3. Genes that regulate the remodelling of collagen in tendons and ligaments:

MMP3 gene encodes matrix metalloproteinase which regulates remodelling of collagen in tendons&ligaments.

Gene Associated

Gene Function

Impact of genetic variation

Gene-specific nutrients that are likely to benefit the individuals with the gene variants

MMP3 (rs679620)9

Encodes matrix metalloproteinase which regulates remodelling of collagen in tendons & ligaments.

Aids in recovery by degrading denatured structural collagen

G allele increases the risk of Achilles Tendinopathy due to reduced MMP3 activity,G allele increases the risk of Achilles Tendinopathy due to reduced MMP3 activity.

MMPs are zinc dependent, hence zinc supplementation improves their catalytic activity28,29,30

Polyphenols, carotenoids, & flavonoids also enhance MMPs activity.

Summary: Gene-specific nutrients and their food sources to cope with injuries MMP3 gene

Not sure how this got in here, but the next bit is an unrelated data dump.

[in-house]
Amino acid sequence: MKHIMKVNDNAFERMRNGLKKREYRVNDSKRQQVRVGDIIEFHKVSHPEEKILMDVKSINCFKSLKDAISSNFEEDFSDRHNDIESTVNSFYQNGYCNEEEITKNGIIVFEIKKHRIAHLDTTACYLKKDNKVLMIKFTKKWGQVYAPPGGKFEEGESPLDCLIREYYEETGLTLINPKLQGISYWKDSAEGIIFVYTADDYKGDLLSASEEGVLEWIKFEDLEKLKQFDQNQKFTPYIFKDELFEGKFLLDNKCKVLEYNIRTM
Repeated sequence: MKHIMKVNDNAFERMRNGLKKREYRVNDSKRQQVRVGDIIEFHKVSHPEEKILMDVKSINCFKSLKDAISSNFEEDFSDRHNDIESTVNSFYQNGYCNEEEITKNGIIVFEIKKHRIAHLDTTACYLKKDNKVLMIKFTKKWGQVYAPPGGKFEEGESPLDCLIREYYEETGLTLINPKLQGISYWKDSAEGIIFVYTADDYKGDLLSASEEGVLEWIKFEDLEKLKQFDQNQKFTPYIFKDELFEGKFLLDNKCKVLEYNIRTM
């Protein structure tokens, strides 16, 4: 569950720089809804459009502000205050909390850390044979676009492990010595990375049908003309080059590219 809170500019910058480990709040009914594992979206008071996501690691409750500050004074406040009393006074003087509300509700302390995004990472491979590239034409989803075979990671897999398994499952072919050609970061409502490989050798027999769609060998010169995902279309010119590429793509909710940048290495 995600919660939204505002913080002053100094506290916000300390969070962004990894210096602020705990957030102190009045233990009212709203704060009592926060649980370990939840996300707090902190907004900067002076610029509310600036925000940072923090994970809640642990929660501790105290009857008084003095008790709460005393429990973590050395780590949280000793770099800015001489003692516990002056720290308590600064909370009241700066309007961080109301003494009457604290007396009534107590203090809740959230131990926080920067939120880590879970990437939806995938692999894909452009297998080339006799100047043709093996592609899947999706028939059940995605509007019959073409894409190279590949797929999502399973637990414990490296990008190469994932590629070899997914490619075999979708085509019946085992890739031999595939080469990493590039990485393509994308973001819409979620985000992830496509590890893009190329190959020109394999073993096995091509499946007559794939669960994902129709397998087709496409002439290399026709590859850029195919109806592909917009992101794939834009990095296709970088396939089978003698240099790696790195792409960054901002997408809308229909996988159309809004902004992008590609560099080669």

• MMPs are zinc dependent, hence zinc supplementation and sources- lentils, chicken, fish, hemp seeds, tofu, mushrooms, spinach improves their catalytic activity.
  • Polyphenols like apple, orange, peach, plums, green tea,carotenoids like pumpkins, carrots, papaya, mango, peach &flavonoids like dark chocolate, onion, red cabbages also enhance MMPs activity.

 

4. Genes that influencedegeneration and regeneration of musculoskeletal soft tissues:

Degeneration & regeneration of musculoskeletal soft tissues like tendons is regulated by genes like GDF5 & IGF2.

Gene Associated

Gene Function

Impact of genetic variation

Gene-specific nutrients that are likely to benefit the individuals with the gene variants

GDF5 (rs143383)9

‘Growth/ Differentiation Factor 5’ is involved in the maintenance, development & repair of bones, cartilage and other musculoskeletal soft tissues including tendons